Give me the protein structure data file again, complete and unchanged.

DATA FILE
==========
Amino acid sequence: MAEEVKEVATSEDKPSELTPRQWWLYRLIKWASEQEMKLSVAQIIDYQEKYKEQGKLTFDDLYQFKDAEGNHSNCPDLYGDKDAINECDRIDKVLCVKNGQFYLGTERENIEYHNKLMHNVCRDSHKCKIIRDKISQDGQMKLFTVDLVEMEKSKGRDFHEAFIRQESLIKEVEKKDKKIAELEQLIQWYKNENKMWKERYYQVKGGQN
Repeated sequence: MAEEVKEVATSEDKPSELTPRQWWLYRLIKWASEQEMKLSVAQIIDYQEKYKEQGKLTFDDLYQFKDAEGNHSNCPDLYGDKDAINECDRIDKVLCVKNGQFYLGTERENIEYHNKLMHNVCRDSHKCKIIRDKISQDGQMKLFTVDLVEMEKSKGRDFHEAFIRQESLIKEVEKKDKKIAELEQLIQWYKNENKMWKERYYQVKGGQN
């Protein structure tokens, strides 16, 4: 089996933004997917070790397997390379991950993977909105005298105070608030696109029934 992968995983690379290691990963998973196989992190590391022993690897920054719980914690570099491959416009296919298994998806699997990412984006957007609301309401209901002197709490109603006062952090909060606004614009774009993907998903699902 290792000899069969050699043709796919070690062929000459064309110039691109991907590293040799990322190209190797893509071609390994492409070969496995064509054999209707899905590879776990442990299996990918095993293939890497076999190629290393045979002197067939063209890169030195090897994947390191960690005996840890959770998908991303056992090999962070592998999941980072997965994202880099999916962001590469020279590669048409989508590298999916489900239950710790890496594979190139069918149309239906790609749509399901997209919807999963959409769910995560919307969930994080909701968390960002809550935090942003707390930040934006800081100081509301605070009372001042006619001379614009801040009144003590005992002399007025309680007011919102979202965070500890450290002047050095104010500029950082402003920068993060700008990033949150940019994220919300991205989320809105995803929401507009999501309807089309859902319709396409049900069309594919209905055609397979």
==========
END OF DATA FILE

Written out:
Amino acid sequence: MAEEVKEVATSEDKPSELTPRQWWLYRLIKWASEQEMKLSVAQIIDYQEKYKEQGKLTFDDLYQFKDAEGNHSNCPDLYGDKDAINECDRIDKVLCVKNGQFYLGTERENIEYHNKLMHNVCRDSHKCKIIRDKISQDGQMKLFTVDLVEMEKSKGRDFHEAFIRQESLIKEVEKKDKKIAELEQLIQWYKNENKMWKERYYQVKGGQN
Repeated sequence: MAEEVKEVATSEDKPSELTPRQWWLYRLIKWASEQEMKLSVAQIIDYQEKYKEQGKLTFDDLYQFKDAEGNHSNCPDLYGDKDAINECDRIDKVLCVKNGQFYLGTERENIEYHNKLMHNVCRDSHKCKIIRDKISQDGQMKLFTVDLVEMEKSKGRDFHEAFIRQESLIKEVEKKDKKIAELEQLIQWYKNENKMWKERYYQVKGGQN
């Protein structure tokens, strides 16, 4: 089996933004997917070790397997390379991950993977909105005298105070608030696109029934 992968995983690379290691990963998973196989992190590391022993690897920054719980914690570099491959416009296919298994998806699997990412984006957007609301309401209901002197709490109603006062952090909060606004614009774009993907998903699902 290792000899069969050699043709796919070690062929000459064309110039691109991907590293040799990322190209190797893509071609390994492409070969496995064509054999209707899905590879776990442990299996990918095993293939890497076999190629290393045979002197067939063209890169030195090897994947390191960690005996840890959770998908991303056992090999962070592998999941980072997965994202880099999916962001590469020279590669048409989508590298999916489900239950710790890496594979190139069918149309239906790609749509399901997209919807999963959409769910995560919307969930994080909701968390960002809550935090942003707390930040934006800081100081509301605070009372001042006619001379614009801040009144003590005992002399007025309680007011919102979202965070500890450290002047050095104010500029950082402003920068993060700008990033949150940019994220919300991205989320809105995803929401507009999501309807089309859902319709396409049900069309594919209905055609397979």